Implications of RO Concepts in Re-Designing the Business Side of the US Army

- The army fights in a seven level organization. The business space of the army is nowhere near as consistent as that. We have to be more explicit about this in the business space. This huge undertaking will not be finished in three years. But what we leave behind is a principled way to look at this.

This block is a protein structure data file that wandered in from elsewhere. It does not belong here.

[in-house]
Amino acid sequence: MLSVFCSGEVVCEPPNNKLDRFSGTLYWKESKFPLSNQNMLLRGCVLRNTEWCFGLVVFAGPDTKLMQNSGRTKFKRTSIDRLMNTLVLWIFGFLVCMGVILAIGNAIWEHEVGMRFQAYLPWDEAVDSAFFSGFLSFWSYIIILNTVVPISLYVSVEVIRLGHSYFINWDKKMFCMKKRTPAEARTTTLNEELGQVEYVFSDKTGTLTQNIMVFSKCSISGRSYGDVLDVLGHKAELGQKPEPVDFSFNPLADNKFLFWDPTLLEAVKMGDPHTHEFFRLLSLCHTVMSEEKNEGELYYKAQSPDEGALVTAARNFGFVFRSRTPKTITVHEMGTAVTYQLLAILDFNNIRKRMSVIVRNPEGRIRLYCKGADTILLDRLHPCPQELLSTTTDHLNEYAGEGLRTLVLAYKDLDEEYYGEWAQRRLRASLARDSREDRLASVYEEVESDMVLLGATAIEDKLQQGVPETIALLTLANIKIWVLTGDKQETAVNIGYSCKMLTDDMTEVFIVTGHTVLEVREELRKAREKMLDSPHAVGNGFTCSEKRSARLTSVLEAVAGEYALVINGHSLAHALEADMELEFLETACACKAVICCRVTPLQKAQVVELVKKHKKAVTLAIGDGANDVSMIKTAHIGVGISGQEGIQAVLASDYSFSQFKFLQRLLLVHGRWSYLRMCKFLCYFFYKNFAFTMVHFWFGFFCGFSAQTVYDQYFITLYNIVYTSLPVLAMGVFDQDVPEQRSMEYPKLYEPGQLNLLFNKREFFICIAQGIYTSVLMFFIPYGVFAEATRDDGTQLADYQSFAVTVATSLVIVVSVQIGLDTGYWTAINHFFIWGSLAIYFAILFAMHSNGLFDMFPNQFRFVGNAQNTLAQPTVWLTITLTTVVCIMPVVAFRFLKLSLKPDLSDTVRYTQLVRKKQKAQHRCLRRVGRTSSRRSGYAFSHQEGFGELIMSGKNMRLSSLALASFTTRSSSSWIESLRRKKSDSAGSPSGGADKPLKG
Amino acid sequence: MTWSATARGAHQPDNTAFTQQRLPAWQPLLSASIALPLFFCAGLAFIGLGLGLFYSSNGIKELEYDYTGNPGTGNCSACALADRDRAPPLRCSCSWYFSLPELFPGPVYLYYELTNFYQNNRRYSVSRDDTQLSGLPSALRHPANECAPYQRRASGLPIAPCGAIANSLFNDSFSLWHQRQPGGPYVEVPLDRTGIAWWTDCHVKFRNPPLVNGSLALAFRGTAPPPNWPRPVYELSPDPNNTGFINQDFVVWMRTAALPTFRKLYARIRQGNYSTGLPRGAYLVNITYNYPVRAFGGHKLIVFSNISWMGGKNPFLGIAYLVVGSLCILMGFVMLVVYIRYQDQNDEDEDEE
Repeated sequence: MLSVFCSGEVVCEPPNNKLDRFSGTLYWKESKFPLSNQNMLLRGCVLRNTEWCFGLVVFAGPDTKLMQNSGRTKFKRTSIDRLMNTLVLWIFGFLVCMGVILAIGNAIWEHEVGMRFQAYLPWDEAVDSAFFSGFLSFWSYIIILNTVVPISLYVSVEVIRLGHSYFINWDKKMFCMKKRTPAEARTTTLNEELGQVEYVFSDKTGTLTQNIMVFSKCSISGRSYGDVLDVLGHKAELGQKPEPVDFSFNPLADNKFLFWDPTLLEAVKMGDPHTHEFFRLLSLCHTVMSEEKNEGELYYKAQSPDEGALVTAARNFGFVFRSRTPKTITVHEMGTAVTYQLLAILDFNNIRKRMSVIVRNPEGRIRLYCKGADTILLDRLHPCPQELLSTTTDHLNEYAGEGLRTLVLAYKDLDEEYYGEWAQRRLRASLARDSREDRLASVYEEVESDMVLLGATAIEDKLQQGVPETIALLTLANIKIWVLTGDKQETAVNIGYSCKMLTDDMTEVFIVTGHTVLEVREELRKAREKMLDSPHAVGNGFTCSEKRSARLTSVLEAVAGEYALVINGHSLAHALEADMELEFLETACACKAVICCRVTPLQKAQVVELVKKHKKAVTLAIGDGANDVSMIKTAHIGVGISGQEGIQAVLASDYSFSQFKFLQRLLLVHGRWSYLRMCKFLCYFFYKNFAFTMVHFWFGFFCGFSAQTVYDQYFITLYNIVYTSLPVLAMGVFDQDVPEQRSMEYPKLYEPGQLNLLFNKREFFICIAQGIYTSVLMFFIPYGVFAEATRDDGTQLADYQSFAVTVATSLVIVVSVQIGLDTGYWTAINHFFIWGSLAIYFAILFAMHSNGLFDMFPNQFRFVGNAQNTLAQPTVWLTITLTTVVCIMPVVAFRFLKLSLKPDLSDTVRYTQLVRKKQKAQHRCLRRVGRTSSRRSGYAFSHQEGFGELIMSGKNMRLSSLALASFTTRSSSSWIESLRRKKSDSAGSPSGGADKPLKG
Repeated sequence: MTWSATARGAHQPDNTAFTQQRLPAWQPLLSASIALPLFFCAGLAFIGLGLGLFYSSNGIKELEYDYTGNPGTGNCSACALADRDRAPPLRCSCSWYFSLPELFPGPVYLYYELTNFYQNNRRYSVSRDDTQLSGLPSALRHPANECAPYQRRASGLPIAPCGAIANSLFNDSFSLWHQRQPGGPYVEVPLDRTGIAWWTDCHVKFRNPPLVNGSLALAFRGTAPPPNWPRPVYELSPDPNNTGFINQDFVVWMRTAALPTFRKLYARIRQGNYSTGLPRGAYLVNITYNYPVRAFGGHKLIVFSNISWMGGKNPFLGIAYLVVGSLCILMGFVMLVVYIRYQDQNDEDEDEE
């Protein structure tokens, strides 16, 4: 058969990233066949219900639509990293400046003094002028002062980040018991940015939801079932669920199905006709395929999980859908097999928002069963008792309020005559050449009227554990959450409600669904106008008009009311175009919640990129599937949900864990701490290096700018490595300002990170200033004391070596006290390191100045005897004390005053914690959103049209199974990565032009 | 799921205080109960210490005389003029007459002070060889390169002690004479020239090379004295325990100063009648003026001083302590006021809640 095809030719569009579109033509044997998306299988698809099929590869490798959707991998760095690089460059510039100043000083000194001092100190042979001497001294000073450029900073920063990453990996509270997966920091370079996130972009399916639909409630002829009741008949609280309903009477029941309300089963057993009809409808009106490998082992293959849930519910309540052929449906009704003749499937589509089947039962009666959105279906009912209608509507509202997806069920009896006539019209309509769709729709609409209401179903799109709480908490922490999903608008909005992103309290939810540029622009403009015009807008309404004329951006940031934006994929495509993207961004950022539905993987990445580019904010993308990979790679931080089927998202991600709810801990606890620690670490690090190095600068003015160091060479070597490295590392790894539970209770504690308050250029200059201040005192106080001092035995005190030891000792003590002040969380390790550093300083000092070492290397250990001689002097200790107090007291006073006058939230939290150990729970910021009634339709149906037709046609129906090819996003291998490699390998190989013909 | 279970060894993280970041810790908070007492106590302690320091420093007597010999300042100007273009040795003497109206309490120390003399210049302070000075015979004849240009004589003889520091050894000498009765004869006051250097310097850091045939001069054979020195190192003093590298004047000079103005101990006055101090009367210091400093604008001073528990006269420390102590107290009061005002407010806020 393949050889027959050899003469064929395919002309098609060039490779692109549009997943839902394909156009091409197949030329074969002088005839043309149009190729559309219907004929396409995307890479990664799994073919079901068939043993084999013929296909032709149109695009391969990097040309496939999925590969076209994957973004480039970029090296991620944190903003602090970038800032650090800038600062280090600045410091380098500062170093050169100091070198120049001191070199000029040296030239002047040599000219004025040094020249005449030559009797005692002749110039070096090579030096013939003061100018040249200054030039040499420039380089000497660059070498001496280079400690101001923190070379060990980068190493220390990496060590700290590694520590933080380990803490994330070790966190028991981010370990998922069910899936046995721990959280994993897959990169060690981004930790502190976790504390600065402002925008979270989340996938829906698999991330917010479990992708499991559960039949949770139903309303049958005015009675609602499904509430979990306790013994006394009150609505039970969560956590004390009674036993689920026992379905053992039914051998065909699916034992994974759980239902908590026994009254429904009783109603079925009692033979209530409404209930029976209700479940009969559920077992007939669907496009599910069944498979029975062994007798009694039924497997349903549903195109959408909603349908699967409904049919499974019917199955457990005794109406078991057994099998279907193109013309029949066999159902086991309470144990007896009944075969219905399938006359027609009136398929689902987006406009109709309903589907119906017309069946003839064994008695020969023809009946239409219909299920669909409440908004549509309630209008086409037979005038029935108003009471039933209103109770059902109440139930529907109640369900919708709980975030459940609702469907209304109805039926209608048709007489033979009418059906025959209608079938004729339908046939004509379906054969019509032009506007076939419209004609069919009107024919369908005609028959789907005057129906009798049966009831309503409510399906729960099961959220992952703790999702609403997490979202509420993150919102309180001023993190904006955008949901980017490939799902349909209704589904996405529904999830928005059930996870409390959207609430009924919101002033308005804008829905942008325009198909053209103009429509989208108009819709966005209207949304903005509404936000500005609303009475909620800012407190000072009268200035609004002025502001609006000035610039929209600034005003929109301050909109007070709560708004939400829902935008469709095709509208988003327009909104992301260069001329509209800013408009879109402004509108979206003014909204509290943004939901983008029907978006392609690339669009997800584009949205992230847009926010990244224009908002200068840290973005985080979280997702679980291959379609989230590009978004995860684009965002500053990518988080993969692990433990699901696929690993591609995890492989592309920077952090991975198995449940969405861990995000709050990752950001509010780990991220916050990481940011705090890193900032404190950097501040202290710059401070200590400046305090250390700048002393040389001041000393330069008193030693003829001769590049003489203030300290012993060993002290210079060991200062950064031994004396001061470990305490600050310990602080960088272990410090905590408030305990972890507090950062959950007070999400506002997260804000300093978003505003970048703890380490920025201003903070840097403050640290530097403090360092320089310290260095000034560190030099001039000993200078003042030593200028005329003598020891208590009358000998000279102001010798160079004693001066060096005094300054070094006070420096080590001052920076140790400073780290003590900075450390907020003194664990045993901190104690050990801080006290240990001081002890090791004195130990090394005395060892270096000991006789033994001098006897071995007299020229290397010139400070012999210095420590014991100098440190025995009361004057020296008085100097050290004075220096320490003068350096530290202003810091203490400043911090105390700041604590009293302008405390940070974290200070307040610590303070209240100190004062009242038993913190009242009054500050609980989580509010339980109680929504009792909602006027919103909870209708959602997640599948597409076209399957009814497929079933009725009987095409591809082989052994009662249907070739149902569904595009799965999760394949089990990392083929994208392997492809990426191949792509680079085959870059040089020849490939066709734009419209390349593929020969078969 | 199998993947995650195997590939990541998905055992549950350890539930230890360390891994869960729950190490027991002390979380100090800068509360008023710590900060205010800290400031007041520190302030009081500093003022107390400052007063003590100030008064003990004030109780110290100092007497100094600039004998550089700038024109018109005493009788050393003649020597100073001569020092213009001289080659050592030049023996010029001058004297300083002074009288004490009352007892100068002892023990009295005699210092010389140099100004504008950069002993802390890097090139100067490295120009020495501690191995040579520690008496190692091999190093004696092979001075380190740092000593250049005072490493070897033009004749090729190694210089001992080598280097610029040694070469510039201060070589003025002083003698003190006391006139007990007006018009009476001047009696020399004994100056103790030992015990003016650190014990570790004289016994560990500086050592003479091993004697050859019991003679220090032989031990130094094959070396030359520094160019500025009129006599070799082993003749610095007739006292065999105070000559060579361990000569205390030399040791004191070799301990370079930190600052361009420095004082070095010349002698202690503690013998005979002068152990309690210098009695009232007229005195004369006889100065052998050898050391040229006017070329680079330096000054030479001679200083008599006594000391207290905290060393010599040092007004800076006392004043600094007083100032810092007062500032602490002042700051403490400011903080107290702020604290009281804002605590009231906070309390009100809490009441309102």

Speaker A I think the application of a principled theory of a way to look at an organization such as levels of work and levels of human capability informs us in a manner that we can then look for the ..